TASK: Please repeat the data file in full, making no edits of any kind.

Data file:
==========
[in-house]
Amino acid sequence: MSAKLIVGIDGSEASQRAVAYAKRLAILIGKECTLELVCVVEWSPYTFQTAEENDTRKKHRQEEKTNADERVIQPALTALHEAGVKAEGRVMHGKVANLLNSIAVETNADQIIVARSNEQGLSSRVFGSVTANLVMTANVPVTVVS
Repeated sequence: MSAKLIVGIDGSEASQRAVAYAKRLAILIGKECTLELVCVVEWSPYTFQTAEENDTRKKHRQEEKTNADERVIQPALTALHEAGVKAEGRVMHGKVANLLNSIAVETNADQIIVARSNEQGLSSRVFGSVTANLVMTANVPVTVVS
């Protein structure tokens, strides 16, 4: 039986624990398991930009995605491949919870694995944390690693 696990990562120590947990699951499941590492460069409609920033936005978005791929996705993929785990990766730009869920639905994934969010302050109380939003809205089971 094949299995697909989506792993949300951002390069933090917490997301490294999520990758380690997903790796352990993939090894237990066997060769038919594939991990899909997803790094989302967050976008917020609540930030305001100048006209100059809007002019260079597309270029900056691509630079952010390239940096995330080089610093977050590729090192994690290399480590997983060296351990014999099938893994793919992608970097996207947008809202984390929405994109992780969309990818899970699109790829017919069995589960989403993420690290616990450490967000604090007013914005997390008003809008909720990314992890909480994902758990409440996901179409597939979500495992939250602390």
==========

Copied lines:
[in-house]
Amino acid sequence: MSAKLIVGIDGSEASQRAVAYAKRLAILIGKECTLELVCVVEWSPYTFQTAEENDTRKKHRQEEKTNADERVIQPALTALHEAGVKAEGRVMHGKVANLLNSIAVETNADQIIVARSNEQGLSSRVFGSVTANLVMTANVPVTVVS
Repeated sequence: MSAKLIVGIDGSEASQRAVAYAKRLAILIGKECTLELVCVVEWSPYTFQTAEENDTRKKHRQEEKTNADERVIQPALTALHEAGVKAEGRVMHGKVANLLNSIAVETNADQIIVARSNEQGLSSRVFGSVTANLVMTANVPVTVVS
């Protein structure tokens, strides 16, 4: 039986624990398991930009995605491949919870694995944390690693 696990990562120590947990699951499941590492460069409609920033936005978005791929996705993929785990990766730009869920639905994934969010302050109380939003809205089971 094949299995697909989506792993949300951002390069933090917490997301490294999520990758380690997903790796352990993939090894237990066997060769038919594939991990899909997803790094989302967050976008917020609540930030305001100048006209100059809007002019260079597309270029900056691509630079952010390239940096995330080089610093977050590729090192994690290399480590997983060296351990014999099938893994793919992608970097996207947008809202984390929405994109992780969309990818899970699109790829017919069995589960989403993420690290616990450490967000604090007013914005997390008003809008909720990314992890909480994902758990409440996901179409597939979500495992939250602390």